About the Book: Narcopolis
Shortlisted for the 2012 Man Booker Prize and DSC Prize for South Asian Literature.
A rich and hallucinatory novel, set around a Bombay opium den, that follows a fascinating cast of flawed characters as the city transforms itself over three decades.
'Wait now, light me up so we do this right, yes, hold me steady to the lamp, hold it, hold, good, a slow pull to start with, to draw the smoke low into the lungs, yes, oh my...'
Shuklaji Street, in Old Bombay. In Rashid's opium room the air is thick with voices and ghosts: Hindu, Muslim, Christian. A young woman holds a long-stemmed pipe over a flame, her hair falling across her eyes. Men sprawl and mutter in the gloom. Here, they say, you introduce only your worst enemy to opium. There is an underworld whisper of a new terror: the Pathar Maar, the stone killer, whose victims are the nameless, invisible poor. In the broken city, there are too many to count. Stretching across three decades, with an interlude in Mao's China, it portrays a city in collision with itself. With a cast of pimps, pushers, poets, gangsters and eunuchs, it is a journey into a sprawling underworld written in electric and utterly original prose.
About the Author: Jeet Thayil
Jeet Thayil was born in Kerala, India in 1959 and educated in Hong Kong, New York and Mumbai. He is a performance poet, songwriter and guitarist as well as a writer, and has published four collections of poetry. He is the editor of 'The Bloodaxe Book of Contemporary Indian Poets' (2008).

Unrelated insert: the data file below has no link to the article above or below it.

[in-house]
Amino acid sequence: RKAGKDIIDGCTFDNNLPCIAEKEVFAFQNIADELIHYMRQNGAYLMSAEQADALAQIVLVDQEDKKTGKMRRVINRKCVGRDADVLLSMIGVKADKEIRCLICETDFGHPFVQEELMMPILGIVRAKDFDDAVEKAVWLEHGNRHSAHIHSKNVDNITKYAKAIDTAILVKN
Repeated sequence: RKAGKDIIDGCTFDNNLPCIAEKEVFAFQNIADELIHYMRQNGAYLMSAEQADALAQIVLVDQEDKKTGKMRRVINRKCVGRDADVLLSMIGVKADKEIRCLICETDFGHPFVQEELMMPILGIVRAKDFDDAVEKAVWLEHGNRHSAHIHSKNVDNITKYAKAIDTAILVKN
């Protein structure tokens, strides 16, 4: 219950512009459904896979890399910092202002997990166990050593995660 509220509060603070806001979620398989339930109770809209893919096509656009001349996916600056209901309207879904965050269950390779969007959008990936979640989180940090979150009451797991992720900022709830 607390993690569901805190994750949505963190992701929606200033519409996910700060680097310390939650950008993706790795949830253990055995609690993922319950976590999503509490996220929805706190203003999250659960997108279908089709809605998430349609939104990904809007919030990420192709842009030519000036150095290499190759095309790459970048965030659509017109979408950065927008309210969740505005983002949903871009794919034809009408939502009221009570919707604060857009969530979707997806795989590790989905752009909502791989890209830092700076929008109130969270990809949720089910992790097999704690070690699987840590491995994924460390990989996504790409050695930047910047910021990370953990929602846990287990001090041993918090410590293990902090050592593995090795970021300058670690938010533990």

'Completely fascinating and told with a feverish and furious necessity, Narcopolis cultivates for us a glorious world which is simultaneously fantastical yet highly realistic. Jeet Thayil has written a work we can place on our book shelves next to Roberto Bolano, next to G.V. Desani and Hubert Selby.' - Alan Warner
'Stories unfold and hang in the air. They slide into each other, until you're not quite sure how long you've been reading. Jeet Thayil's Bombay is a city dreaming troubled dreams, and Narcopolis will change the way you imagine it.' - Hari Kunzru
|Publisher:||Faber & Faber|
|Number of Pages:||304|
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